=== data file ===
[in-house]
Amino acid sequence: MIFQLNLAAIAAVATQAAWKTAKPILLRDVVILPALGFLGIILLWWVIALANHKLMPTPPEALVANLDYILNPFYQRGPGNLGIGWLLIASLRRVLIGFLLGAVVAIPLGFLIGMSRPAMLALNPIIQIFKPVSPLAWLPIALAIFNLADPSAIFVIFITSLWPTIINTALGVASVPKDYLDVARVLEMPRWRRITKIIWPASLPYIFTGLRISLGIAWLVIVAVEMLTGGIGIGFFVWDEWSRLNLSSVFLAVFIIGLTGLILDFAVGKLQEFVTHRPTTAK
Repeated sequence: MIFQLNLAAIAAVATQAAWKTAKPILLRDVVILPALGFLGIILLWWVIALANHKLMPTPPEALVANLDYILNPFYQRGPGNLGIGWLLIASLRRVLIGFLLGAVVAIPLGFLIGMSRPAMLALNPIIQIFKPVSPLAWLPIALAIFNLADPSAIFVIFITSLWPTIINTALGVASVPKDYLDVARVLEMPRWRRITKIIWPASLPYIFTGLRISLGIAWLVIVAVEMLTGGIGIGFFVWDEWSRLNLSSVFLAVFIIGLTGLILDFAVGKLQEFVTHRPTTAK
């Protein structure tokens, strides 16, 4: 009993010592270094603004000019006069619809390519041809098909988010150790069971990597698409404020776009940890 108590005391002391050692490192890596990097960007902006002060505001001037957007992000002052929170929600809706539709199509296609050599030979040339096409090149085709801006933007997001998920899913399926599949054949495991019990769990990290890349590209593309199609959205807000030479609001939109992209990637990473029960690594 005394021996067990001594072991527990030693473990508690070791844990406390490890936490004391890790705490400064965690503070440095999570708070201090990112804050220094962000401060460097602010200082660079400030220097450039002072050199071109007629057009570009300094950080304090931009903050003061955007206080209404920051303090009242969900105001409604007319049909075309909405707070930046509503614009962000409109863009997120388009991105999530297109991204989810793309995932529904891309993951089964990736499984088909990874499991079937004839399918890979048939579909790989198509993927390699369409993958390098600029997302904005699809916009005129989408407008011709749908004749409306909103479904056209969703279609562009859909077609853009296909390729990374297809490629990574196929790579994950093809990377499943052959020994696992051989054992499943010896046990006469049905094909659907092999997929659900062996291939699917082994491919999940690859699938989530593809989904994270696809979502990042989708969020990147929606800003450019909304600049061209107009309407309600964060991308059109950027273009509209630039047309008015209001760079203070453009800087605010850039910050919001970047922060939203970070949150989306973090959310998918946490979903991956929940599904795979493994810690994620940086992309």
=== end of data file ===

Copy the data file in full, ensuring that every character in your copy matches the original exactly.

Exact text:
[in-house]
Amino acid sequence: MIFQLNLAAIAAVATQAAWKTAKPILLRDVVILPALGFLGIILLWWVIALANHKLMPTPPEALVANLDYILNPFYQRGPGNLGIGWLLIASLRRVLIGFLLGAVVAIPLGFLIGMSRPAMLALNPIIQIFKPVSPLAWLPIALAIFNLADPSAIFVIFITSLWPTIINTALGVASVPKDYLDVARVLEMPRWRRITKIIWPASLPYIFTGLRISLGIAWLVIVAVEMLTGGIGIGFFVWDEWSRLNLSSVFLAVFIIGLTGLILDFAVGKLQEFVTHRPTTAK
Repeated sequence: MIFQLNLAAIAAVATQAAWKTAKPILLRDVVILPALGFLGIILLWWVIALANHKLMPTPPEALVANLDYILNPFYQRGPGNLGIGWLLIASLRRVLIGFLLGAVVAIPLGFLIGMSRPAMLALNPIIQIFKPVSPLAWLPIALAIFNLADPSAIFVIFITSLWPTIINTALGVASVPKDYLDVARVLEMPRWRRITKIIWPASLPYIFTGLRISLGIAWLVIVAVEMLTGGIGIGFFVWDEWSRLNLSSVFLAVFIIGLTGLILDFAVGKLQEFVTHRPTTAK
């Protein structure tokens, strides 16, 4: 009993010592270094603004000019006069619809390519041809098909988010150790069971990597698409404020776009940890 108590005391002391050692490192890596990097960007902006002060505001001037957007992000002052929170929600809706539709199509296609050599030979040339096409090149085709801006933007997001998920899913399926599949054949495991019990769990990290890349590209593309199609959205807000030479609001939109992209990637990473029960690594 005394021996067990001594072991527990030693473990508690070791844990406390490890936490004391890790705490400064965690503070440095999570708070201090990112804050220094962000401060460097602010200082660079400030220097450039002072050199071109007629057009570009300094950080304090931009903050003061955007206080209404920051303090009242969900105001409604007319049909075309909405707070930046509503614009962000409109863009997120388009991105999530297109991204989810793309995932529904891309993951089964990736499984088909990874499991079937004839399918890979048939579909790989198509993927390699369409993958390098600029997302904005699809916009005129989408407008011709749908004749409306909103479904056209969703279609562009859909077609853009296909390729990374297809490629990574196929790579994950093809990377499943052959020994696992051989054992499943010896046990006469049905094909659907092999997929659900062996291939699917082994491919999940690859699938989530593809989904994270696809979502990042989708969020990147929606800003450019909304600049061209107009309407309600964060991308059109950027273009509209630039047309008015209001760079203070453009800087605010850039910050919001970047922060939203970070949150989306973090959310998918946490979903991956929940599904795979493994810690994620940086992309």